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European Monkeys

12 February 2019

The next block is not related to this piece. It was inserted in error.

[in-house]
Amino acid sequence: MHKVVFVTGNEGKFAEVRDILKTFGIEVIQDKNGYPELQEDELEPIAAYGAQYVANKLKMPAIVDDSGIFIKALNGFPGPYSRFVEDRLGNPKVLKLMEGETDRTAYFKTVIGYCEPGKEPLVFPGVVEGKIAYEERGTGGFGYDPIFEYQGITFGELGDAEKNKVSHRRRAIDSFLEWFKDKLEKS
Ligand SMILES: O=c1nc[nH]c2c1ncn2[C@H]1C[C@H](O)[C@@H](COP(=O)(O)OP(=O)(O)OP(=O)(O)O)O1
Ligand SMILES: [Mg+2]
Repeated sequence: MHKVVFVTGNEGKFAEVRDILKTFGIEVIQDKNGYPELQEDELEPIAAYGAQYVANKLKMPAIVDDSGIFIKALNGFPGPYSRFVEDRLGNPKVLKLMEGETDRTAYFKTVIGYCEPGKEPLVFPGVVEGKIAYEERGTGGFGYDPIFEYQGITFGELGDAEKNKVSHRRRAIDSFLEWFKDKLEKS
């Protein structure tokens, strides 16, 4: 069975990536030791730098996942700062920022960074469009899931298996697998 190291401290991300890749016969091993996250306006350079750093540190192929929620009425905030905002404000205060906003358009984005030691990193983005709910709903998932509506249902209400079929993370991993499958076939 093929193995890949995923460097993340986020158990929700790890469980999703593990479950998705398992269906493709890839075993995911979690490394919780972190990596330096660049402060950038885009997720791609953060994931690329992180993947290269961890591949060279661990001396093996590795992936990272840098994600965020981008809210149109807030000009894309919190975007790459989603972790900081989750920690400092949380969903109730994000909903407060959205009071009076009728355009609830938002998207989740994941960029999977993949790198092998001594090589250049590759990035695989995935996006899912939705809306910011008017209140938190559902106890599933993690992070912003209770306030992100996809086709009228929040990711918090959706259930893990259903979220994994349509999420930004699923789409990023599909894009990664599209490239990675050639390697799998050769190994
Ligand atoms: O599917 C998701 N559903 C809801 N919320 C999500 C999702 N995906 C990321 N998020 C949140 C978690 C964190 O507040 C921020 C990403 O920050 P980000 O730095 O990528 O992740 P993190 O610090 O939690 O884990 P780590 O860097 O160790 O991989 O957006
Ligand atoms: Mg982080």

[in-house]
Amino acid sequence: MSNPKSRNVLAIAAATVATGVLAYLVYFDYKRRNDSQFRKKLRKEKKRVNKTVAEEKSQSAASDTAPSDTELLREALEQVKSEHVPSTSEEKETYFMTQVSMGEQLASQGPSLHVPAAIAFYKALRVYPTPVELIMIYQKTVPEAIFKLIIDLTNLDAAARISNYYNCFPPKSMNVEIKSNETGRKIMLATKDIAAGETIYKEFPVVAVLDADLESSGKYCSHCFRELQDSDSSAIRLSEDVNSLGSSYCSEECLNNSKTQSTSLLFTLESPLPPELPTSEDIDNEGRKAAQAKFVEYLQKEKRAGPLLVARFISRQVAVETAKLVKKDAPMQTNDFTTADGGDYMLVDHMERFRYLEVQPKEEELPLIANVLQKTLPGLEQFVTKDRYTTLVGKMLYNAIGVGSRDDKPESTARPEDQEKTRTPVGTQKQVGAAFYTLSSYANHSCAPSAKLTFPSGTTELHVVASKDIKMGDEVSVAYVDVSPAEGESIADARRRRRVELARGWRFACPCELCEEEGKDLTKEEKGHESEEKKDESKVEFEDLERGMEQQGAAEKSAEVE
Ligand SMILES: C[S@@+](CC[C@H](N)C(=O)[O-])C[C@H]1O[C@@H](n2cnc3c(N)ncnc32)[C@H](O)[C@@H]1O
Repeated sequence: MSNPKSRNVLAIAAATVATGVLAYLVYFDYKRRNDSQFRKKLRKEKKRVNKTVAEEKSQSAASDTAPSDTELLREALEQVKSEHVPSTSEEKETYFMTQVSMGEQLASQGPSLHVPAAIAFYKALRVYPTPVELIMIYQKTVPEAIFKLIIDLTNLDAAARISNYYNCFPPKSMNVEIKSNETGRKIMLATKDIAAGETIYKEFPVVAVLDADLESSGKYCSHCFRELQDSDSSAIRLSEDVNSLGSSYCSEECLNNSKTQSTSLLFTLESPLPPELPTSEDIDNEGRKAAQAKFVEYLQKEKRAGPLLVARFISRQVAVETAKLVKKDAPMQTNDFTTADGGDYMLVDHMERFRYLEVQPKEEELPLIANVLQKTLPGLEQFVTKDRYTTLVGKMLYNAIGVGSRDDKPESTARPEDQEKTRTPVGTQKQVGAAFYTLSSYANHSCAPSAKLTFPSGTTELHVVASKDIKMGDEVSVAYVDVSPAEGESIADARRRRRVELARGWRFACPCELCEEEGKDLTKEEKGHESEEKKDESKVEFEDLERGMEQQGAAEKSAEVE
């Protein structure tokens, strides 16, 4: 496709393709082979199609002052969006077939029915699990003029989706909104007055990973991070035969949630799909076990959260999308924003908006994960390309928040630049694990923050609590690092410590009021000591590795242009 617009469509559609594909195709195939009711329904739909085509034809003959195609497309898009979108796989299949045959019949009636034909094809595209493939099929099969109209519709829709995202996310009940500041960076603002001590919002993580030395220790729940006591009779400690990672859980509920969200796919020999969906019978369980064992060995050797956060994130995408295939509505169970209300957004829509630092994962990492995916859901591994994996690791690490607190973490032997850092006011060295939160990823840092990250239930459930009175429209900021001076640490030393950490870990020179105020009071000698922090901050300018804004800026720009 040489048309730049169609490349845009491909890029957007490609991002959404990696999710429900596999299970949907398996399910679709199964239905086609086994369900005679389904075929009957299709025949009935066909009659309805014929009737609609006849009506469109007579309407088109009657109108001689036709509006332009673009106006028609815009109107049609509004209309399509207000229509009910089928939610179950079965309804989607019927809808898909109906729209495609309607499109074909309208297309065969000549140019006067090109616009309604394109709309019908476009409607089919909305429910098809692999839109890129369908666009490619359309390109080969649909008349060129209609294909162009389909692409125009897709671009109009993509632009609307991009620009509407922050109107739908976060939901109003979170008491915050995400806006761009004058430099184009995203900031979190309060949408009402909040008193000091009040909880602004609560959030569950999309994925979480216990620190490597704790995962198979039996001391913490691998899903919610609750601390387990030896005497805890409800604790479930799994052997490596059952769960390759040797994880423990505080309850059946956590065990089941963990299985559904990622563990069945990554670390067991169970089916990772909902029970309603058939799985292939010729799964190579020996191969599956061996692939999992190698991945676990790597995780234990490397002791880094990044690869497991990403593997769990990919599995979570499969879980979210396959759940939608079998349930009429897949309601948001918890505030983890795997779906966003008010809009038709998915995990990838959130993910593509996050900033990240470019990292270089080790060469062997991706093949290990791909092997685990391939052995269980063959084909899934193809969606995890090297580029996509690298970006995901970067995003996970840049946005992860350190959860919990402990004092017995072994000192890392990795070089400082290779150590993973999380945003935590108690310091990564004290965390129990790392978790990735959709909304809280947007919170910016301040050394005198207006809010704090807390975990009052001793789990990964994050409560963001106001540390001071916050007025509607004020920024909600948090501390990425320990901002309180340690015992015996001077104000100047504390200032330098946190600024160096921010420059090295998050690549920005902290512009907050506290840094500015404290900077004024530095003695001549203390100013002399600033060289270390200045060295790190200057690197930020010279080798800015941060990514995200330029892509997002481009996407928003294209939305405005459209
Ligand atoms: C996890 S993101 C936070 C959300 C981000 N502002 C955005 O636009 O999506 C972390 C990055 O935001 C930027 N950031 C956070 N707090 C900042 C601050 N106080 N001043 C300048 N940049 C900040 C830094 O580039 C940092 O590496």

At https://phys.org/print469093287.html … artificial acretion of sand at a harbour extension near Rotterdam (moving sand around from the sea bed) have turned up some unusual European inhabitants – many moons ago. Two Dutch scientists discovered the teeth of several macaque monkeys in sand dredged up from the bottom of the North Sea. They are thought to date back to the last interglacial period around 115,000 years ago. Previously, dredging and the nets of fishermen have hauled up mammoth remains and those of woolly rhinoceros, moose, cave lions, elephants etc. The number of mammoth teeth dredged up exceeds 50,000 individual items – and a large amount of skeletal material of Ice Age mammals has also been brought up off the sea bed. This, it is suggested, indicates the North Sea basin has repeatedly been dry land – and periodically flooded.


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